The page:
Blog: Propel 1.5.2 Released

The Propel Team – 17 June 2010

A little more than a month after the previous minor release, the Propel team is proud to announce version 1.5.2. This version is backwards compatible with the 1.5 branch, fixes more than 20 bugs, and adds a handful of features. The detailed changelog is available in the Propel 1.5 documentation, so let’s focus on the enhancements.

Namespace support

Propel can now generate Model classes using Namespaces, so your Propel Models will integrate smoothly into any PHP 5.3 application. This feature is optional, so there will be no change for your PHP 5.2 applications. Propel can even use the namespace to distribute model classes into subdirectories, so PHP5.3-flavored autoloaders will play well with your Propel classes.

This feature is documented in a new tutorial called “How to Use PHP 5.3 Namespaces”, available in the ‘Docs’ tab of the Propel website.

<?phpuse Bookstore\AuthorQuery;$author = AuthorQuery::create()  ->useBookQuery()    ->filterByPrice(array('max' => 10))  ->endUse()  ->findOne();

Aggregate Column Behavior

If you follow this blog, you may have discovered How to keep an aggregate column up-to-date and How to write a behavior based on the previous example. Well, it turns out that the code showcased in these tutorials is very useful, so we’ve added to the Propel core behaviors, together with unit tests and complete documentation. Now you won’t ever have to worry about denormalizing your model for better performance and simpler queries.

<table name="post">  <column name="id" type="INTEGER" required="true" primaryKey="true" autoIncrement="true" />  <column name="title" type="VARCHAR" required="true" primaryString="true" />  <behavior name="aggregate_column">    <parameter name="name" value="nb_comments" />    <parameter name="foreign_table" value="comment" />    <parameter name="expression" value="COUNT(id)" />  </behavior></table>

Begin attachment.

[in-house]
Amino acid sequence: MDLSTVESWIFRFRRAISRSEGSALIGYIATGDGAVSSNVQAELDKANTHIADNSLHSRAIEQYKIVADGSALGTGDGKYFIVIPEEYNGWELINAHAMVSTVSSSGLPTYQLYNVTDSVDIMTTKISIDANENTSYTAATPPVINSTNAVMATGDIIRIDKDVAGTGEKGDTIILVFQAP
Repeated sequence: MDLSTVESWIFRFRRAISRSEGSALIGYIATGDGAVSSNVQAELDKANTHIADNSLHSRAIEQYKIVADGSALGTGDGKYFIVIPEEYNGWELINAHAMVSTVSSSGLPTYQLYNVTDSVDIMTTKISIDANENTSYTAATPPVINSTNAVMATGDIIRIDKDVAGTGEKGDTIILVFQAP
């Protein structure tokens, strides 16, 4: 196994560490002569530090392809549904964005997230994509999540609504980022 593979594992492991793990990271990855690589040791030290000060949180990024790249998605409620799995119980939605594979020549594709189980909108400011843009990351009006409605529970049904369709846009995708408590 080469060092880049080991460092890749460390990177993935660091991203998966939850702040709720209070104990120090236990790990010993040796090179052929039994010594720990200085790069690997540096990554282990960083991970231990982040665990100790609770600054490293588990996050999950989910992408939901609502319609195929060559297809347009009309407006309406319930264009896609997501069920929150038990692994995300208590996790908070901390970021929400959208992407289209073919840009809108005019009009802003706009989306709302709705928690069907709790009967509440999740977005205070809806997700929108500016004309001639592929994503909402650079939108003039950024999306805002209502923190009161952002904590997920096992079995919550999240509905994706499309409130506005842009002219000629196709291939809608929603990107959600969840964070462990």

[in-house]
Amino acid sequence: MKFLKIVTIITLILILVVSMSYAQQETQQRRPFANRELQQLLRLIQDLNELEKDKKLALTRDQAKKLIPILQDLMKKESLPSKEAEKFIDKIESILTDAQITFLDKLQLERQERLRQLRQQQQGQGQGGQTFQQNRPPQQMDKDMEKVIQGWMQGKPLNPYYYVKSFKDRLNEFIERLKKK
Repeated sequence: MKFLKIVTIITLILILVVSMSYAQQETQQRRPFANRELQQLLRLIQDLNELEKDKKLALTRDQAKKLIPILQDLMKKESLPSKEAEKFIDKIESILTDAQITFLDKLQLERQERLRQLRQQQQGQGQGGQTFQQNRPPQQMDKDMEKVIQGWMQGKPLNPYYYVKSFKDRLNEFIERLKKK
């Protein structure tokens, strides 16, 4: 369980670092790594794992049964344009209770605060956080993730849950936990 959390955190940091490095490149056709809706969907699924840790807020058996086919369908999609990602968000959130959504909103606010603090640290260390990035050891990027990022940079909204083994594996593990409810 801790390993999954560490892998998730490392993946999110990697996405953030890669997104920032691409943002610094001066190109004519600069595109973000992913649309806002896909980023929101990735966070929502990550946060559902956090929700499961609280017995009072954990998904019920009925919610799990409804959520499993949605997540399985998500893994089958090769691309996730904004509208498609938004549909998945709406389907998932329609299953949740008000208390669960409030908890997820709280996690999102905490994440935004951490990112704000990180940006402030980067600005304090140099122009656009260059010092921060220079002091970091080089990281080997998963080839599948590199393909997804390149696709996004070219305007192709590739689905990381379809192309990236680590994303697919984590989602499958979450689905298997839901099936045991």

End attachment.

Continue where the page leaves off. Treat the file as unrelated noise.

This new method does exactly what its name says: it issues a findOne() query, and if the database returns no result, then it creates a record and populates it using the filters/conditions applied to the query. This is particularly useful for cross-reference tables in many-to-many relationships. This method is documented in the ModelCriteria Reference.

<?php$bookTag = BookTagQuery::create()  ->filterByBook($book)  ->filterByTag('crime')  ->findOneOrCreate();

Simple Templating Engine For Behaviors

If you’ve dug into core behaviors, you may have found the code hard to read and debug. Thanks to a simple templating engine, future behaviors will offer a much cleaner syntax, without the need to worry about escaping dollars and quotes. The new aggregate_column is built using this technique, which you can learn in the new How to Write a Behavior Tutorial.

/** * Computes the value of the aggregate column <?php echo $column->getName() ?>  * * @param PropelPDO $con A connection object * * @return mixed The scalar result from the aggregate query */public function compute<?php echo $column->getPhpName() ?>(PropelPDO $con){  $stmt = $con->prepare('<?php echo $sql ?>');<?php foreach ($bindings as $key => $binding): ?>  $stmt->bindValue(':p<?php echo $key ?>', $this->get<?php echo $binding ?>());<?php endforeach; ?>  $stmt->execute();  return $stmt->fetchColumn();}

Query Comments

If you need to ‘tag’ a query in order to be able to find it later in your logs, the best way is to add an SQL comment to it. It’s now easy thanks to the ModelCriteria::setComment() method. It works for SELECT queries as well as DELETE and UPDATE queries. You will find an example in the ModelCriteria Reference.

<?phpAuthorQuery::create()  ->setComment('Author Deletion')  ->filterByName('Leo Tolstoy')  ->delete($con);// The comment ends up in the generated SQL query// DELETE /* Author Deletion */ FROM `author` WHERE author.NAME = 'Leo Tolstoy'


The Model autoloader has been refactored to separate the autoloading of core Propel classes and Model classes. That should produce a small speed bump, and an easier integration of Propel into third-party libraries.

Also, exceptions thrown while executing a query should now be more useful, since the complete SQL query is now included in the PropelException message.

The XSD for the schema.xml has been greatly completed; it makes writing a schema with an IDE extremely fast an error-proof.


You can see the enhancements of the 1.5.2 release as an incentive to upgrade quickly. Propel keeps getting better every day, and we hope that this short release cycle will help you to motivate your fellow developers to adopt Propel.

Subversion tag

> svn checkout

PEAR package

> sudo pear upgrade propel/propel-generator> sudo pear upgrade propel/propel-runtime